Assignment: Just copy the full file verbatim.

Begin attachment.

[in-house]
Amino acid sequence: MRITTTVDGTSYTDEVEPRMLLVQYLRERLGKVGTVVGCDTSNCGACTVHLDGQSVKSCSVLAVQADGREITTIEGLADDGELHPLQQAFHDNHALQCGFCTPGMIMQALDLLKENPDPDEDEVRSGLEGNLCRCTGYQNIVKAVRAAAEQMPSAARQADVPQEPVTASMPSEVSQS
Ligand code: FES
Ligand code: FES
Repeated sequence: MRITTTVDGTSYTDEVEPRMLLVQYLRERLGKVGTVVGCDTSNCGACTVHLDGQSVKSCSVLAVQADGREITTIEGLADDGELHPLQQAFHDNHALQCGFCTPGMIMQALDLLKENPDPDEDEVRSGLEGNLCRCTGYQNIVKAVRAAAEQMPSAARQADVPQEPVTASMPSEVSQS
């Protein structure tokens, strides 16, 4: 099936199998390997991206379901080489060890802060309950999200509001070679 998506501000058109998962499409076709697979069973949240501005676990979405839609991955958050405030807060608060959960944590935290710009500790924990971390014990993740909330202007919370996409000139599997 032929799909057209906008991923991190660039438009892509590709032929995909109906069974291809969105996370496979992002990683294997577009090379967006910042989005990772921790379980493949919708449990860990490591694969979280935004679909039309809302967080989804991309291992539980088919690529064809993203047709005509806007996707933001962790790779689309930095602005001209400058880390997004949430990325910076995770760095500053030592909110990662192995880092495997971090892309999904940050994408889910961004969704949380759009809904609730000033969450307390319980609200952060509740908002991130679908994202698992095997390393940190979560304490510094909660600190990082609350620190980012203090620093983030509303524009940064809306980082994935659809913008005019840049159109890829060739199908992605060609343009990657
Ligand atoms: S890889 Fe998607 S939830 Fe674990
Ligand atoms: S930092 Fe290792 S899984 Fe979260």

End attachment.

[in-house]
Amino acid sequence: MRITTTVDGTSYTDEVEPRMLLVQYLRERLGKVGTVVGCDTSNCGACTVHLDGQSVKSCSVLAVQADGREITTIEGLADDGELHPLQQAFHDNHALQCGFCTPGMIMQALDLLKENPDPDEDEVRSGLEGNLCRCTGYQNIVKAVRAAAEQMPSAARQADVPQEPVTASMPSEVSQS
Ligand code: FES
Ligand code: FES
Repeated sequence: MRITTTVDGTSYTDEVEPRMLLVQYLRERLGKVGTVVGCDTSNCGACTVHLDGQSVKSCSVLAVQADGREITTIEGLADDGELHPLQQAFHDNHALQCGFCTPGMIMQALDLLKENPDPDEDEVRSGLEGNLCRCTGYQNIVKAVRAAAEQMPSAARQADVPQEPVTASMPSEVSQS
């Protein structure tokens, strides 16, 4: 099936199998390997991206379901080489060890802060309950999200509001070679 998506501000058109998962499409076709697979069973949240501005676990979405839609991955958050405030807060608060959960944590935290710009500790924990971390014990993740909330202007919370996409000139599997 032929799909057209906008991923991190660039438009892509590709032929995909109906069974291809969105996370496979992002990683294997577009090379967006910042989005990772921790379980493949919708449990860990490591694969979280935004679909039309809302967080989804991309291992539980088919690529064809993203047709005509806007996707933001962790790779689309930095602005001209400058880390997004949430990325910076995770760095500053030592909110990662192995880092495997971090892309999904940050994408889910961004969704949380759009809904609730000033969450307390319980609200952060509740908002991130679908994202698992095997390393940190979560304490510094909660600190990082609350620190980012203090620093983030509303524009940064809306980082994935659809913008005019840049159109890829060739199908992605060609343009990657
Ligand atoms: S890889 Fe998607 S939830 Fe674990
Ligand atoms: S930092 Fe290792 S899984 Fe979260």